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The conservative group is launching an promoting marketing campaign towards "energetic capitalism" aimed particularly at CEOs

A conservative group is launching an advertising campaign on Tuesday to oppose what it sees as "lively capitalism". She spends more than $ 1 million on ads targeting the CEOs of Coca-Cola, American Airlines, and Nike.

The ads are harshly critical of CEOs on a number of issues ranging from child obesity to allegations of forced labor in China. Organizers say the campaign, run by conservative group Consumers & # 39; Research, aims to change the way corporate boards think about the economic and political costs of engaging in hot spots like voting rights.

"We are increasingly seeing companies losing sight of the ball," said William Hild, executive director of Consumers' Research. “Our focus is always on the consumer. And that is exactly what these companies should be, but we are increasingly seeing their efforts to promote the favor of alert politicians rather than focus on serving their consumers. "

The dark money group claims not to disclose who is funding the campaign and respects donors' privacy. According to Consumers' Research, the ads will appear on CNBC, Fox Business and local channels in the cities where the companies are headquartered. The campaign will also have an online component.

The ads are full of ominous videos of the CEOS and look like opposition candidates in a political campaign. They are aimed specifically at the company's CEOs. The ads criticize American Airlines CEO Doug Parker for his high pay at the time of layoffs and tax breaks for the industry. They target James Quincey, CEO of Coca-Cola, for obesity in America. And they criticize Nike CEO John Donohoe for allegations of forced labor in China.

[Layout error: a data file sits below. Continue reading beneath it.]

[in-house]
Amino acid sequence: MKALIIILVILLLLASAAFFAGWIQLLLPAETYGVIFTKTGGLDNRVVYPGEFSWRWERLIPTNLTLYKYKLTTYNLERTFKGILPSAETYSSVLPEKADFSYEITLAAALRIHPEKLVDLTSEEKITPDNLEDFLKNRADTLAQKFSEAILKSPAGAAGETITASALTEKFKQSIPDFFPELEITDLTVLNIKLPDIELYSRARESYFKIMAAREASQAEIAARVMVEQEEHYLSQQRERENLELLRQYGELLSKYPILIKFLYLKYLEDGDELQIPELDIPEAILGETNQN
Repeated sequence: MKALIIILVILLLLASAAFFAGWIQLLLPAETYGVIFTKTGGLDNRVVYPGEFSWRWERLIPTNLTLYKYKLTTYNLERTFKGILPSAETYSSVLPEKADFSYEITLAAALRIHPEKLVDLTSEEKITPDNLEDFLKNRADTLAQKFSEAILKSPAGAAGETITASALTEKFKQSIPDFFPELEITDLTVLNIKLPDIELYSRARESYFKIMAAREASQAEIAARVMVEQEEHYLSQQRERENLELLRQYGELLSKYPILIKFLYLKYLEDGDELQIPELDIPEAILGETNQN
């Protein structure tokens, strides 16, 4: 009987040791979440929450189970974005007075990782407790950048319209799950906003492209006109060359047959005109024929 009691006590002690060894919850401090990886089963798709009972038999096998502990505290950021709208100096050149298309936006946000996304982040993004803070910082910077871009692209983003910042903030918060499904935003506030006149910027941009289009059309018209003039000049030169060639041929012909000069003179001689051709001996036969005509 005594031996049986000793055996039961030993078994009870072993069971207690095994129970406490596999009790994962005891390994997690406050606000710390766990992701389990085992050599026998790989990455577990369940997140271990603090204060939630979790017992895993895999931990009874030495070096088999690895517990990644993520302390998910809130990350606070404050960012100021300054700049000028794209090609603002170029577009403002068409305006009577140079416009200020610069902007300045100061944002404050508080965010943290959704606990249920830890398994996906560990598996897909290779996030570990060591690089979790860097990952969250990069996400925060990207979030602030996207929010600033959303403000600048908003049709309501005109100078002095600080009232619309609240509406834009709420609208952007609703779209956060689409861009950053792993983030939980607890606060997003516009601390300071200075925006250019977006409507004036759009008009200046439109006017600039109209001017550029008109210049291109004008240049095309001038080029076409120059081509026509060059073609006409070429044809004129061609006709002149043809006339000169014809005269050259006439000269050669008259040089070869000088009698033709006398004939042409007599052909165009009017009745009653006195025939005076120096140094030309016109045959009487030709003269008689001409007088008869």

James Quincey

Getty Images

When asked for comment on the new campaign, American Airlines referred CNBC to its April statement regarding its involvement in the Texas suffrage battle. "As a Texas-based company, we must stand up for the rights of our team members and customers who call Texas at home and honor the sacrifices that generations of Americans have made to protect and expand the right to vote."

Coca-Cola and Nike did not immediately respond to requests for comment.

Deciding whether or not to weigh political issues is a difficult decision for American CEOs, who generally prefer to avoid fights that could alienate a large segment of their customer base. In a CEO poll released today, Fortune Magazine's Alan Murray reports that executives are "deeply divided" on the matter.

Fifty percent of respondents agreed that "CEOs have and should continue to have a responsibility to speak up on important social and political issues." Yet another 50 percent agreed with the statement that "CEOs have recently become too involved in commenting on social and political issues and have to withdraw".

Murray writes: "More than 80% agree that" everything should be done to make it easier for every citizen to vote. "Countering this belief, however, is a strong desire to stay out of the partisan crossfire (and perhaps not be labeled" woke up "by the editors of the Wall Street Journal.)"

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